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Author Topic: The GIMP/PhotoFiltre/Paint.net/etc., thoughts...  (Read 20504 times)
Darwin
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« Reply #25 on: June 15, 2007, 08:20:51 AM »

Don't get too excited, fodder. Ulead and Intervideo were both bought out by the same company that bought out Jasc... Not that that renders the product in any way less useful for now, but it's a bit of an ominous sign for future development!

Here's a link to one story about it (first google hit).
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Darwin
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« Reply #26 on: June 15, 2007, 11:11:08 AM »

Just FYI, Ulead was acquired along with Intervideo by Corel last fall...
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Jimdoria
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« Reply #27 on: June 15, 2007, 03:05:06 PM »

I feel like I can't let this opportunity go by to mention MediaChance: http://www.mediachance.com. This is a neat company and they make some great software (and a number of nice freebies.  Thmbsup)

They make an app called PhotoBrush that is reasonably priced @ $45. From their website:

Quote
PhotoBrush is...
Image Editor - Photo-Brush has all the necessary tools for editing and adjusting digital images: Adjusting levels, Gamma, RGB curves, Hue/Saturation, Brightness/Contrast and more..

Photo Retouch - With its special brushes and tools you can remove unwanted parts of your images, clean scratches, remove Red-Eyes, Clean skin of portraits, Cloning with Rubber stamp and more...

Painting Program - Photo-Brush is also an excellent painting program with its Pressure Sensitive tablet support. With texture painting, Artistic, Natural or 3D brushes you can create any work of art. With Cloning you can turn your photos into paintings.

Filter Heaven - There are many filters already build-in, but Photo-Brush can also use Adobe PhotoShop (tm) compatible Plug-Ins as well. It can run the plug-ins from anywhere in your computer, even from network drives.

Texture Generator - Create amazing seamless textures from any part of your photographs or paint your own. Use them on your web page, or retouch your images with them.

A lot of Fun - Try Warping or add a great touch with Image Nozzle! Add Lens Flare, Sparkles, Age the picture, Replace colors or Colorize black & white pictures; Add cool text in 2D, 3D, and drop shadow.

They also make a very cool drawing/painting hybrid program similar to Micrografx's Picture Publisher called RealDraw Pro.

Although I've known about them for years, I've never really bought any of their software, which is kind of inexcusable. It was aways some combination of reluctance to give up what I was already using and indecision about whether to buy one program or spring for one of their excellent bundles.

But if you're now in the market for a new photo editing tool, definitely give them a look. They have free trials of all their apps, and their store page kind of insists that you download a program and try it out before spending your money on it - which to me says a lot right there about the quality of their offerings.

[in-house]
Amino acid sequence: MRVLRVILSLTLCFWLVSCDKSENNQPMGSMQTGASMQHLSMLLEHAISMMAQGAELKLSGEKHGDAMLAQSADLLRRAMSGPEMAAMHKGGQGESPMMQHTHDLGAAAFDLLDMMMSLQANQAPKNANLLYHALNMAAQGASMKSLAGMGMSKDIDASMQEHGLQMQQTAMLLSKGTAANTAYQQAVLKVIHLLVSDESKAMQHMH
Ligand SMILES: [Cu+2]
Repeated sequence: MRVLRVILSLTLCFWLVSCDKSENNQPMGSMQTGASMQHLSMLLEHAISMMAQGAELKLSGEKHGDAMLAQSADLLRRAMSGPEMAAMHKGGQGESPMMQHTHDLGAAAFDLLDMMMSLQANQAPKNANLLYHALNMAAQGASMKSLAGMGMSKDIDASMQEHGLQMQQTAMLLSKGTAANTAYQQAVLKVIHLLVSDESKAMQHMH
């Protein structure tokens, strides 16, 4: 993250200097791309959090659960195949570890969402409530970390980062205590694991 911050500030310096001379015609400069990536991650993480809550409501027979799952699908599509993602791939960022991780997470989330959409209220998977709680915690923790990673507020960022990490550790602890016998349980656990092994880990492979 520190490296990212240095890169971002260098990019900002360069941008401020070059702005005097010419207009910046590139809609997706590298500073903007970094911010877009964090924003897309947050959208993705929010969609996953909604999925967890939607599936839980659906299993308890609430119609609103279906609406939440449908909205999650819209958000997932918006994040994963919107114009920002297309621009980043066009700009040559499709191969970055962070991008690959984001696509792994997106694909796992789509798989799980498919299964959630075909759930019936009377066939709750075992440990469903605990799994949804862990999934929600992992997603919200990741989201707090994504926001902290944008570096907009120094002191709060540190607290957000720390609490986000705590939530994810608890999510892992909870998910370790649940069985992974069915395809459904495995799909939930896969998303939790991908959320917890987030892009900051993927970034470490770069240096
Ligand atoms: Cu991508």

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Darwin
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« Reply #28 on: June 15, 2007, 04:17:58 PM »

RealDraw Pro has a fairly fanatical following as well, which bodes well for the quality of their product as well... I think he's also the author of Oscars File Renamer as well, which is a perennial favourite in the bulk renaming category.
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« Reply #29 on: June 16, 2007, 11:14:57 AM »

I've been using PhotoBrush and PhotoFiltre for over 3 years and found them to be the best for 98% of my work. I have PSP X and X1 as well as PhotoShop in various versions, but find them too bloated and slow for all but the occasional feature that is usefull.
One of the really handy features of PhotoBrush is it's compatability with PS filters(.8bf)  and it's ability to scan your system and automatically install them in PhotoBrush, or just download filters from the various sites to a dedicated Plug-ins folder where PhotoBrush then locates and installs in seconds.
And where would you ever find another Oscar who will personally answer an email when you need some information on specific tools.
Take the time to visit the site and see for yourself
<<  http://www.mediachance.com/pbrush/index.html  >>
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Hirudin
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« Reply #30 on: June 16, 2007, 11:42:02 AM »

After trying PSP XI a little; I didn't notice any severe problems and am pretty impressed. I even created a cool CD image (which I'm pretty proud of) that I'm using for a couple icons in Directory Opus.

* CD3.pspimage.rar (223.14 KB - downloaded 169 times.)

I think PSP is one of the most intuitive paint programs out there (I haven't tried them all though, but I'm attempting to). But I must say that I was missing some of the features I managed to discover in The GIMP during it's 1 day on my computer. The most notable would be selection constraints in The GIMP. By holding Shift, Ctrl, and/or Alt you can force the selection tool to be constrained to different shapes/have different origin points. So, if you're using the 'Circle' selection tool, you can hold one key to make the cursor the center of the circle, by holding another you can force the selection to be a perfect circle, and by holding both you can do both. VERY handy IMO!
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Darwin
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« Reply #31 on: June 16, 2007, 12:46:11 PM »

I have PSP 9, X, and XI and *just* uninstalled X, so still have 9 and XI loaded. I also use Photofiltre for quick jobs as it opens so quickly but I do find PSP much more intuitive so use it if I am doing more complex manipulation of graphics. If I didn't have licences for all of these I'd probably be looking very closely at Paint.net, which looks really good.
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digitalzen
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« Reply #32 on: June 16, 2007, 07:08:41 PM »

Since I use Picasa2 for indexing, I tend to use it for simple editing if it's open (love that straightening tool) or FastStone Image Viewer, which is my default viewer.